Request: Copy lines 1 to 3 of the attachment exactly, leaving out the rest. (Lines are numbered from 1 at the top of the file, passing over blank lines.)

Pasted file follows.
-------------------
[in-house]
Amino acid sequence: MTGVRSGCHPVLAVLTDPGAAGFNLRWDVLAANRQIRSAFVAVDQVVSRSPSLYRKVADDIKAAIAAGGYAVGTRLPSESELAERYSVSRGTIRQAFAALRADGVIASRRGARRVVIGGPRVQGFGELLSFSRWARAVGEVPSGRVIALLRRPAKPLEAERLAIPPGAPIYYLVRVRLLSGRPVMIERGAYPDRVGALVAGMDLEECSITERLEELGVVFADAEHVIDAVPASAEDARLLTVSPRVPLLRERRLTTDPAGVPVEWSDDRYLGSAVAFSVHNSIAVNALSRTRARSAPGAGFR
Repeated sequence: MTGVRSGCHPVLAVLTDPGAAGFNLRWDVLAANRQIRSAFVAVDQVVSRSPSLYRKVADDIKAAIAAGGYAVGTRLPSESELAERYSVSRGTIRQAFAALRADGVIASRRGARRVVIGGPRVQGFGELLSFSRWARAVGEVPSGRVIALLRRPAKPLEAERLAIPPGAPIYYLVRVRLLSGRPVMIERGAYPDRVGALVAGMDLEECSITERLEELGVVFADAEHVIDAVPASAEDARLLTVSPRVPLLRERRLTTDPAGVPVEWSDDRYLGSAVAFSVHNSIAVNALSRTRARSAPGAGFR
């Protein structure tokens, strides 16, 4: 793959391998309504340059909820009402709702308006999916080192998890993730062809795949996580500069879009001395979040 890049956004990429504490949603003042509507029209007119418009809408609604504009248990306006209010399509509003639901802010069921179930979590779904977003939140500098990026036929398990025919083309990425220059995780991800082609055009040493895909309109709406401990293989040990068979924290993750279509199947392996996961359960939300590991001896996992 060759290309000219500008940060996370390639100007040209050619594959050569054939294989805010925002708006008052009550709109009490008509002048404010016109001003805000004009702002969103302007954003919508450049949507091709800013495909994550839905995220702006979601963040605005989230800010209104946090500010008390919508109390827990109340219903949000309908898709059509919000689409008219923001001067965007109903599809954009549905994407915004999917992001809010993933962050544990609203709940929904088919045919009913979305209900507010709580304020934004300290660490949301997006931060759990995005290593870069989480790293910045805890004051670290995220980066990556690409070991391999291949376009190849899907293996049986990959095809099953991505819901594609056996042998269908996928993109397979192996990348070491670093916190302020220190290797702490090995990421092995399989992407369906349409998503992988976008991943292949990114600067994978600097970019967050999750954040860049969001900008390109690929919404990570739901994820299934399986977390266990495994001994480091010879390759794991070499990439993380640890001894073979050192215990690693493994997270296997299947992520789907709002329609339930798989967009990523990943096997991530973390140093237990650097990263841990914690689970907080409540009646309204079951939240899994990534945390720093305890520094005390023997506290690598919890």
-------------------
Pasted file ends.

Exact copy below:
[in-house]
Amino acid sequence: MTGVRSGCHPVLAVLTDPGAAGFNLRWDVLAANRQIRSAFVAVDQVVSRSPSLYRKVADDIKAAIAAGGYAVGTRLPSESELAERYSVSRGTIRQAFAALRADGVIASRRGARRVVIGGPRVQGFGELLSFSRWARAVGEVPSGRVIALLRRPAKPLEAERLAIPPGAPIYYLVRVRLLSGRPVMIERGAYPDRVGALVAGMDLEECSITERLEELGVVFADAEHVIDAVPASAEDARLLTVSPRVPLLRERRLTTDPAGVPVEWSDDRYLGSAVAFSVHNSIAVNALSRTRARSAPGAGFR
Repeated sequence: MTGVRSGCHPVLAVLTDPGAAGFNLRWDVLAANRQIRSAFVAVDQVVSRSPSLYRKVADDIKAAIAAGGYAVGTRLPSESELAERYSVSRGTIRQAFAALRADGVIASRRGARRVVIGGPRVQGFGELLSFSRWARAVGEVPSGRVIALLRRPAKPLEAERLAIPPGAPIYYLVRVRLLSGRPVMIERGAYPDRVGALVAGMDLEECSITERLEELGVVFADAEHVIDAVPASAEDARLLTVSPRVPLLRERRLTTDPAGVPVEWSDDRYLGSAVAFSVHNSIAVNALSRTRARSAPGAGFR